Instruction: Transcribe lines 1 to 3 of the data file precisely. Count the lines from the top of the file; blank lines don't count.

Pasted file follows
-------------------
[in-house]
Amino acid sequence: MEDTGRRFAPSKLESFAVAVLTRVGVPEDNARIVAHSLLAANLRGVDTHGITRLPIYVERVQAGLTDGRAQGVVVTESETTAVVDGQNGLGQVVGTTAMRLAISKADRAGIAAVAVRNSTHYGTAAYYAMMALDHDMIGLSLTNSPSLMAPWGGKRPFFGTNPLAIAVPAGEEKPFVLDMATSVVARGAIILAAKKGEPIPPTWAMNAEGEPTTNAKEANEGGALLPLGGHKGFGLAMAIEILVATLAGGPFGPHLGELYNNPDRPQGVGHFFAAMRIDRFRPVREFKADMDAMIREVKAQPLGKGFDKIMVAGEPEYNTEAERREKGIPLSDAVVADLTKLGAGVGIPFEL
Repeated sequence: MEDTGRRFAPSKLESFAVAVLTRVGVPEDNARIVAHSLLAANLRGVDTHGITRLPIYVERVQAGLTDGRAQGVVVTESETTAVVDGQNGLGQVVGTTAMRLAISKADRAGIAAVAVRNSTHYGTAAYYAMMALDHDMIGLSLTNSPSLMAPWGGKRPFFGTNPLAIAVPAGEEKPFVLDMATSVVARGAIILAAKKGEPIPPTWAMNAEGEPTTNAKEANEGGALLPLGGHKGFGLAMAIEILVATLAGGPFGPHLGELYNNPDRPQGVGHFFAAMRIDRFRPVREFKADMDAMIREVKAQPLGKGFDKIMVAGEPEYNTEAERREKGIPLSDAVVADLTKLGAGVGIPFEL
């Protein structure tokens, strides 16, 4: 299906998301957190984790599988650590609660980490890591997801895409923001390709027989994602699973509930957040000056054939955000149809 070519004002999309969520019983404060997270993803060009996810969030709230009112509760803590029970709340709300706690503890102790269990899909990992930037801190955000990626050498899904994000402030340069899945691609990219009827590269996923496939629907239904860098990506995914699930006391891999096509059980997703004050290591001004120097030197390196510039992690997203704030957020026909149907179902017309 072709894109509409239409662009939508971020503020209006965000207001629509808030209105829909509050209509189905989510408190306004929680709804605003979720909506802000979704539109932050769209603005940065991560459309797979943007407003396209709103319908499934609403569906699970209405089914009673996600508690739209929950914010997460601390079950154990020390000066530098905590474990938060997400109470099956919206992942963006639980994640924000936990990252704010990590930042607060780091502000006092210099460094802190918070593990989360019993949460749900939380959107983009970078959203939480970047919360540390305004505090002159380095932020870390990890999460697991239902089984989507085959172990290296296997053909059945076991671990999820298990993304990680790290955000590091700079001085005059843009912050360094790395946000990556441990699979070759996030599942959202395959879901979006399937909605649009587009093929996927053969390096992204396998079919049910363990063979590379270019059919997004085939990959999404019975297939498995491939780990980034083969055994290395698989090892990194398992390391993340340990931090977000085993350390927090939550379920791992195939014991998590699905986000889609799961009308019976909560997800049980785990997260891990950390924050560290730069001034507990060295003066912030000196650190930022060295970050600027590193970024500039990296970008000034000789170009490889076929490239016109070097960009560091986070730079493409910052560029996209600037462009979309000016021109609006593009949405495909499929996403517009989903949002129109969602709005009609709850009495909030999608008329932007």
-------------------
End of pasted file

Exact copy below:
[in-house]
Amino acid sequence: MEDTGRRFAPSKLESFAVAVLTRVGVPEDNARIVAHSLLAANLRGVDTHGITRLPIYVERVQAGLTDGRAQGVVVTESETTAVVDGQNGLGQVVGTTAMRLAISKADRAGIAAVAVRNSTHYGTAAYYAMMALDHDMIGLSLTNSPSLMAPWGGKRPFFGTNPLAIAVPAGEEKPFVLDMATSVVARGAIILAAKKGEPIPPTWAMNAEGEPTTNAKEANEGGALLPLGGHKGFGLAMAIEILVATLAGGPFGPHLGELYNNPDRPQGVGHFFAAMRIDRFRPVREFKADMDAMIREVKAQPLGKGFDKIMVAGEPEYNTEAERREKGIPLSDAVVADLTKLGAGVGIPFEL
Repeated sequence: MEDTGRRFAPSKLESFAVAVLTRVGVPEDNARIVAHSLLAANLRGVDTHGITRLPIYVERVQAGLTDGRAQGVVVTESETTAVVDGQNGLGQVVGTTAMRLAISKADRAGIAAVAVRNSTHYGTAAYYAMMALDHDMIGLSLTNSPSLMAPWGGKRPFFGTNPLAIAVPAGEEKPFVLDMATSVVARGAIILAAKKGEPIPPTWAMNAEGEPTTNAKEANEGGALLPLGGHKGFGLAMAIEILVATLAGGPFGPHLGELYNNPDRPQGVGHFFAAMRIDRFRPVREFKADMDAMIREVKAQPLGKGFDKIMVAGEPEYNTEAERREKGIPLSDAVVADLTKLGAGVGIPFEL